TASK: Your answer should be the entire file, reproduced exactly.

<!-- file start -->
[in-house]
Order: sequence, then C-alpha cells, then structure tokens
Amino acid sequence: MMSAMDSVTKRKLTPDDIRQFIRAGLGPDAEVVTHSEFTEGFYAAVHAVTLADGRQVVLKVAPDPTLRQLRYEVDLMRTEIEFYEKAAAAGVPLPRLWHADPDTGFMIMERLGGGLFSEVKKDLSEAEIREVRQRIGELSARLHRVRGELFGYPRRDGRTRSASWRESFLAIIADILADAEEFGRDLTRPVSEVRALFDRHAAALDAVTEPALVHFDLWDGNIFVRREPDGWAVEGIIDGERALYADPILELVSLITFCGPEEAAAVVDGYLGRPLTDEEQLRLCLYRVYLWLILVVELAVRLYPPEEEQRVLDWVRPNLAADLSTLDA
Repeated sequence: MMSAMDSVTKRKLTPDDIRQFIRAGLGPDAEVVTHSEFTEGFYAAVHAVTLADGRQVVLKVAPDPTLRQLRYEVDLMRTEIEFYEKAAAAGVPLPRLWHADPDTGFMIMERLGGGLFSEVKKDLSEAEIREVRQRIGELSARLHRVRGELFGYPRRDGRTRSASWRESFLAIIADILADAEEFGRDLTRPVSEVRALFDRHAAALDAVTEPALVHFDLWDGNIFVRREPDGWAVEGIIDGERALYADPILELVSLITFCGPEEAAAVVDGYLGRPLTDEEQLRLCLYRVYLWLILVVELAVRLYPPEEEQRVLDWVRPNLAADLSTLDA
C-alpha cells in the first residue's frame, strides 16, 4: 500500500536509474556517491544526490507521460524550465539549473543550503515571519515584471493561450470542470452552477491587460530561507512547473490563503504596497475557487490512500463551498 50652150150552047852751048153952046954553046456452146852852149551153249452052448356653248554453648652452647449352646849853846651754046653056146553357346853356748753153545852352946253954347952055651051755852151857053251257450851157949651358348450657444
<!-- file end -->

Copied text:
[in-house]
Order: sequence, then C-alpha cells, then structure tokens
Amino acid sequence: MMSAMDSVTKRKLTPDDIRQFIRAGLGPDAEVVTHSEFTEGFYAAVHAVTLADGRQVVLKVAPDPTLRQLRYEVDLMRTEIEFYEKAAAAGVPLPRLWHADPDTGFMIMERLGGGLFSEVKKDLSEAEIREVRQRIGELSARLHRVRGELFGYPRRDGRTRSASWRESFLAIIADILADAEEFGRDLTRPVSEVRALFDRHAAALDAVTEPALVHFDLWDGNIFVRREPDGWAVEGIIDGERALYADPILELVSLITFCGPEEAAAVVDGYLGRPLTDEEQLRLCLYRVYLWLILVVELAVRLYPPEEEQRVLDWVRPNLAADLSTLDA
Repeated sequence: MMSAMDSVTKRKLTPDDIRQFIRAGLGPDAEVVTHSEFTEGFYAAVHAVTLADGRQVVLKVAPDPTLRQLRYEVDLMRTEIEFYEKAAAAGVPLPRLWHADPDTGFMIMERLGGGLFSEVKKDLSEAEIREVRQRIGELSARLHRVRGELFGYPRRDGRTRSASWRESFLAIIADILADAEEFGRDLTRPVSEVRALFDRHAAALDAVTEPALVHFDLWDGNIFVRREPDGWAVEGIIDGERALYADPILELVSLITFCGPEEAAAVVDGYLGRPLTDEEQLRLCLYRVYLWLILVVELAVRLYPPEEEQRVLDWVRPNLAADLSTLDA
C-alpha cells in the first residue's frame, strides 16, 4: 500500500536509474556517491544526490507521460524550465539549473543550503515571519515584471493561450470542470452552477491587460530561507512547473490563503504596497475557487490512500463551498 50652150150552047852751048153952046954553046456452146852852149551153249452052448356653248554453648652452647449352646849853846651754046653056146553357346853356748753153545852352946253954347952055651051755852151857053251257450851157949651358348450657444